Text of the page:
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Lovelace: Seyfried Nails It As An Unlikely Symbol of Empowerment

by Tim Woodward
30 August 2013

At a Soho Screening Rooms premiere of new biopic Lovelace, Amanda Seyfried excels as the 70s porn starlet and Peter Sarsgaard is the perfect foil with an intensely honest portrayal as her abusive husband.

lovelace

Directors Rob Epstein and Jeffrey Friedman have chosen 2013 as the year to release their psychological study Lovelace, which examines the life and circumstances of Deep Throat actress Linda Lovelace. 2013 is a year in which the highest box office draws, Iron Man 3 and Fast & Furious 6, either depict stylised action or caricatures of violence along with Kick-Ass 2 recently arriving in theatres. Viewers may question if this is an appropriate time to release a biography which chronicles real-life horror. After all, Linda is a flesh and blood figure who hasn’t been portrayed on-screen since Patricia Arquette’s turn in Deeper than Deep.

The film opens in the early 1970s and depicts Linda’s, also known to attentive readers of her birth certificate as Linda Susan Boreman, transformation from a respectable religious American to a self-proclaimed symbol of sexual liberation by 1972. As the decade progresses Linda emerges from the negative consequences of her behaviour more starry-eyed than Patrick Moore’s relatives, a victim of the sleaze and avarice of a decade also known for Gary Dahl’s The Pet-Rock toy. Self-advancement wasn’t just for businessmen and women in the next decade and the directors remind us that others were in charge of Linda’s destiny.

Amanda Seyfried uses Linda as an opportunity to play a profound female character, which she has achieved before as Cosette in Les Misérables. The actress displays the different sides of Linda’s personality with aplomb and interacts well with Peter Sarsgaard, who plays her husband Chuck Traynor as a deplorable and brutish figure. Sarsgaard plays him with raw power and bravely doesn’t attempt to hide his negative aspects, but contradictorily acts as Linda’s lover, protector and prisoner. Juno Temple’s Patsy is an ample opportunity for the British actress to gain more exposure in American film after The Dark Knight Rises, but James Franco’s Hugh Hefner is imbued with the grace of a man who flitters around a film premiere like a Madame social butterfly. Chloë Sevigny plays a feminist Journalist in a tantalising but quick tangent that shows the ideological attitudes towards the film, which the film-makers should have done more with.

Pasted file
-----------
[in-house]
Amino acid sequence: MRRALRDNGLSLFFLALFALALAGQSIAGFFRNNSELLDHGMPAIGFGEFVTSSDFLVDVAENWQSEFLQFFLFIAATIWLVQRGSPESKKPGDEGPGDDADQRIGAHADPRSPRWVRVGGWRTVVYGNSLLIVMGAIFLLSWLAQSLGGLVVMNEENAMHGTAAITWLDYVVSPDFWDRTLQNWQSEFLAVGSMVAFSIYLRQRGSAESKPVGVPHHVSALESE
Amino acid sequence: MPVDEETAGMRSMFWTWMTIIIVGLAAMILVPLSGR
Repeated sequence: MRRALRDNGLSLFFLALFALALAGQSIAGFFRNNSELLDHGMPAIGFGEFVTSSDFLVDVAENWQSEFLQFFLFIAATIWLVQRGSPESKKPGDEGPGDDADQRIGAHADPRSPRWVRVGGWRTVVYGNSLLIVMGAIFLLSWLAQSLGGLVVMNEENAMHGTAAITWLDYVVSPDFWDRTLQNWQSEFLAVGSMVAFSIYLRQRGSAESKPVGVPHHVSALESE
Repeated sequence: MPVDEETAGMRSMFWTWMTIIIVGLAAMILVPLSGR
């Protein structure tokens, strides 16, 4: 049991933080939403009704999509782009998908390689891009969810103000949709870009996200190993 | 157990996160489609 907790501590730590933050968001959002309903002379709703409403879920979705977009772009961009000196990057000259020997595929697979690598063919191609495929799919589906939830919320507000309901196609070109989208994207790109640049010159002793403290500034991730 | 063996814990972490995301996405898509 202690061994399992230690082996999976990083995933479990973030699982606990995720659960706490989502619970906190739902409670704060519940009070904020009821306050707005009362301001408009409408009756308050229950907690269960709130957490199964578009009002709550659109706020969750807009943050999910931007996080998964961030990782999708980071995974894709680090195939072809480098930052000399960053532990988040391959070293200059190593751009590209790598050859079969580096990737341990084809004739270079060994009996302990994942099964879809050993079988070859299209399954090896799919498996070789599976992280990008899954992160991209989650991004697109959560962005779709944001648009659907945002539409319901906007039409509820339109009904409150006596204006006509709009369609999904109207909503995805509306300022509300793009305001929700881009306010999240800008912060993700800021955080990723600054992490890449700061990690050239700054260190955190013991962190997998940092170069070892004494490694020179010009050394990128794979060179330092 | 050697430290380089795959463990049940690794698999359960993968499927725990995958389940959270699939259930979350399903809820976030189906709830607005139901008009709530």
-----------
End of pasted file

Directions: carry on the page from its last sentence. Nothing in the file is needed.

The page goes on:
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The film isn’t solely focused on studying Linda, particularly in regards to the filmic recreation of the 1970s. Set decorator David Smith, production designer William Arnold, costume designer Karyn Wagner and director of photographer Eric Edwards all contribute to the visual look of the film. There may be Lester Bangs look-a-likes that permeate the film, but this is a trifling matter in a film with a lack of typical 1970s visual tropes like disco balls and shiny suits.

Epstein and Friedman’s effort can be appreciated by not recreating the 1970s as a series of endless clichés. The film depicts an initially innocent, simultaneously fortunate and unlucky girl who finds self-expression in her own albeit unconventional way. It is difficult to entirely sympathise with a young lady who enters an alliance with a man who is clearly despicable, but the audience becomes attached to this unlikely feminist icon, turning Linda Lovelace into a symbol of empowerment.

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